VIRGINIA BEACH — In the stands on a Friday night at his son’s high school football game across the Chesapeake Bay from the Eastern Shore-based House of Delegates district he represents, Rob Bloxom isn’t especially worried about the looming election.
Bloxom’s been told — jokingly, he says — that he should spend more time in the district to knock on doors. But he says he has meetings to attend as a legislator, a business to run and has to catch his son, Brant, play quarterback for Broadwater Academy (he promised not to miss any games, home or away, when he was elected).
“This job doesn’t make me, it doesn’t define me,” he said of his five years representing the district that includes all of the Eastern Shore and part of Norfolk. “But I want to win and I think I represent the Shore well.”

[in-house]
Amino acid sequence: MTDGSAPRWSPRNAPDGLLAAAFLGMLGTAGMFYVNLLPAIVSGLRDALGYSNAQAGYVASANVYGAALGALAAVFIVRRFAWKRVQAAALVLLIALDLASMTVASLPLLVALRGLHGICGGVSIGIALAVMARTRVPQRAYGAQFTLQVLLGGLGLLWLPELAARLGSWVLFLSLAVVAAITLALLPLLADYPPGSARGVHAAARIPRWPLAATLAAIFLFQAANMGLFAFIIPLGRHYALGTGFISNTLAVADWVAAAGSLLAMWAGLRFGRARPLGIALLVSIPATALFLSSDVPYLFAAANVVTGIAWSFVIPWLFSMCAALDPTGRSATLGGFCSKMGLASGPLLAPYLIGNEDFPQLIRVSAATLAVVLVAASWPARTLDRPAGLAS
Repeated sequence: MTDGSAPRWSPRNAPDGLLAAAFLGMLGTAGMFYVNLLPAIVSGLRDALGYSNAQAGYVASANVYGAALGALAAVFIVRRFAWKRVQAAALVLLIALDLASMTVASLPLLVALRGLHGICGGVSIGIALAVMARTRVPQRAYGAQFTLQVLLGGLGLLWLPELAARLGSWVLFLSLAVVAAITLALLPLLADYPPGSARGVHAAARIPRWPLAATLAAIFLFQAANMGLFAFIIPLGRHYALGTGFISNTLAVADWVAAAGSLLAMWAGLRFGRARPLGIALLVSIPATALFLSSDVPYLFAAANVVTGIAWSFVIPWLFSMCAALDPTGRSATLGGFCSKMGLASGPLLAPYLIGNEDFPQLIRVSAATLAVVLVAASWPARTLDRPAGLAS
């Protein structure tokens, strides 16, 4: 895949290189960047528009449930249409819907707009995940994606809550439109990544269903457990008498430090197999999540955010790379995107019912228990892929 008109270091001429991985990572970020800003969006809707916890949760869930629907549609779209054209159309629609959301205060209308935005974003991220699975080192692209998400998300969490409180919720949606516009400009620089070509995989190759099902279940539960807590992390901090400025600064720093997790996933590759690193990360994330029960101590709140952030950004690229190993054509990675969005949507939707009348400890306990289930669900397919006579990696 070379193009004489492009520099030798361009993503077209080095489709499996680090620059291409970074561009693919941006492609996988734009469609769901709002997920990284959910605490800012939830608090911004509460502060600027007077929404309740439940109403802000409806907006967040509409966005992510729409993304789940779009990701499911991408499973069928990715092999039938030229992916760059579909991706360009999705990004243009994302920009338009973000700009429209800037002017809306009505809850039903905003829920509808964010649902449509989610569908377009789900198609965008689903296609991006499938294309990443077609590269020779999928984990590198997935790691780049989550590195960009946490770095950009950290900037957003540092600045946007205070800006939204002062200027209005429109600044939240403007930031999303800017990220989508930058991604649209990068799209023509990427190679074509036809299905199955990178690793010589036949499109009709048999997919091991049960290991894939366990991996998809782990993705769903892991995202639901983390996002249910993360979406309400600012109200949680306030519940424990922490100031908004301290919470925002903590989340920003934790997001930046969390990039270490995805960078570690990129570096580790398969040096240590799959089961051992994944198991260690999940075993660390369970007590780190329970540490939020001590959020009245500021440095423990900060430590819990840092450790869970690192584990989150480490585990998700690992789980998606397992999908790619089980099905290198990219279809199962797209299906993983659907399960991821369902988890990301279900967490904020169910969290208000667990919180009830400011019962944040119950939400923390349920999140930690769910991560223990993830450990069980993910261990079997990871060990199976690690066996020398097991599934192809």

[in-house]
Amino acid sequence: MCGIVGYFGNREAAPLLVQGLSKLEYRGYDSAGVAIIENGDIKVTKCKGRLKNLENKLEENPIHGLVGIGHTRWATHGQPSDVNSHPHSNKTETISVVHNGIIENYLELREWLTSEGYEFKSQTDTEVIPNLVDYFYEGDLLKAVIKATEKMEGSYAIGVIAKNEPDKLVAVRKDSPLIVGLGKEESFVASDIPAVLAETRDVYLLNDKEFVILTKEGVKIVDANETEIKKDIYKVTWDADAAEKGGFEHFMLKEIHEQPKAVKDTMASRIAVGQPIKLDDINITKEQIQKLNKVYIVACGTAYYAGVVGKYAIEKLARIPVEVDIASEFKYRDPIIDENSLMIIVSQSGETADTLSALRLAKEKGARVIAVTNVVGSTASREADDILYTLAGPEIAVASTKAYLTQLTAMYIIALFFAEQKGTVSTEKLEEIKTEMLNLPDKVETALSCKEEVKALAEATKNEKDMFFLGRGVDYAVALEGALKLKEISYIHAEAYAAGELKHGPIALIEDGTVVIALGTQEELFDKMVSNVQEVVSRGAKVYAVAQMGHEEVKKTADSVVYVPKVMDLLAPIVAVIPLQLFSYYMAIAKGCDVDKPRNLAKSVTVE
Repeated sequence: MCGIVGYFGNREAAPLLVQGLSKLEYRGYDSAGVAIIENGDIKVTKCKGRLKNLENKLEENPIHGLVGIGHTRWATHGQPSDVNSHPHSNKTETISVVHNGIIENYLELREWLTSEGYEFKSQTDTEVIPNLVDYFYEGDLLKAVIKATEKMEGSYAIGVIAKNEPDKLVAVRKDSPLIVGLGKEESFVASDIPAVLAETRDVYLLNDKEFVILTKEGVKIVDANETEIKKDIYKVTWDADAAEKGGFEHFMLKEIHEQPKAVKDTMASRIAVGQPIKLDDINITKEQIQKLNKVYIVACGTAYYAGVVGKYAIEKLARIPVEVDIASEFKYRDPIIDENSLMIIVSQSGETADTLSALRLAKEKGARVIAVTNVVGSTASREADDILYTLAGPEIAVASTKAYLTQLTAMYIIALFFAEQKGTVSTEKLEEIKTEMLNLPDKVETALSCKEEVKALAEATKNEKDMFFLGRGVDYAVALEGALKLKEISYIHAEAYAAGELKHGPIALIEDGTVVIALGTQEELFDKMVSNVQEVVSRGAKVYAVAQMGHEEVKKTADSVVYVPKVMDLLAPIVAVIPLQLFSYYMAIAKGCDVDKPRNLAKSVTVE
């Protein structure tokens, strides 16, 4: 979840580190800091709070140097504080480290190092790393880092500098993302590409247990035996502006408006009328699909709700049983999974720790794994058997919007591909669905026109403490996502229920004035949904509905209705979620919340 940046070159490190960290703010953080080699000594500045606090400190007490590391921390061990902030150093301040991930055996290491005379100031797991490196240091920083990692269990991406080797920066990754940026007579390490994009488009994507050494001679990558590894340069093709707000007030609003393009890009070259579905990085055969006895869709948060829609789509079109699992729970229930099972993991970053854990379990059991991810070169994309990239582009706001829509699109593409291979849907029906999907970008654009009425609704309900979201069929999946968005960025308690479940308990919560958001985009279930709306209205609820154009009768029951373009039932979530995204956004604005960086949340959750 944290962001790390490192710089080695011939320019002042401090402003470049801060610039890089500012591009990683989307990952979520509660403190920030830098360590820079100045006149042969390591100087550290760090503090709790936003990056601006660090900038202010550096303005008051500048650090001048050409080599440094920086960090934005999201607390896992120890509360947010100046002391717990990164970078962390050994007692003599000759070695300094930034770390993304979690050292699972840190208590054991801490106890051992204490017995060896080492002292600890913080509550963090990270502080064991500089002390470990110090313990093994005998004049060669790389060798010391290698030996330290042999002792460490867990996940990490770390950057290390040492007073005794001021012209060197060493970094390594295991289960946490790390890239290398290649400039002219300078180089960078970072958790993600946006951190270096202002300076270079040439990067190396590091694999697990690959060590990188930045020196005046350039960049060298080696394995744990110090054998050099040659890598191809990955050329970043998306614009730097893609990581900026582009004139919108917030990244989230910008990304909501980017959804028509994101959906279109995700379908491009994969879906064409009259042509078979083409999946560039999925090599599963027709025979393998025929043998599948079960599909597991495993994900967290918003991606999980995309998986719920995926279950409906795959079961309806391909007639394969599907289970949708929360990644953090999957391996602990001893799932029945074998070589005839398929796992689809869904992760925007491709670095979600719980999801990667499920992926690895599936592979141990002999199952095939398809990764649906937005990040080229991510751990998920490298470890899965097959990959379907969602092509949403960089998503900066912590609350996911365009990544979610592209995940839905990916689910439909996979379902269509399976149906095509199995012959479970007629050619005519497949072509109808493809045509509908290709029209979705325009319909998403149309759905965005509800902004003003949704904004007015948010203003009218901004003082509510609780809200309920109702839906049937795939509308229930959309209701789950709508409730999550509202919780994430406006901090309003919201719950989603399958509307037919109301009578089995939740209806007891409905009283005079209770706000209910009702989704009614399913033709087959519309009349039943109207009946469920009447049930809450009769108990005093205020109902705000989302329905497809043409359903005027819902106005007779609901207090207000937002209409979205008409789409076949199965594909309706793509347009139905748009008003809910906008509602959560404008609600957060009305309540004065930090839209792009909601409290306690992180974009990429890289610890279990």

The 100th District is one of the few rural districts in the state that could flip, meaning Phil Hernandez, Bloxom’s opponent, is getting an influx of cash. Hernandez has more than four times the amount of money Bloxom has.
And he’s brought in Democratic heavyweights to rally volunteers, like U.S. Sen. Tim Kaine and Arizona gun reform activist and former U.S. Sen. Gabby Giffords.
The district could be a chance for Democrats to pick up one more seat in November’s General Assembly elections, where control could hinge on a handful of races.
Joshua Zingher, a political science professor at Old Dominion University, said the district may have been overlooked in the past because of assumptions that rural districts favor Republicans.
“It’s not overwhelmingly Republican despite being rural,” Zingher said of the 100th District. “There are (significant) black and Latino populations that might contribute to that.”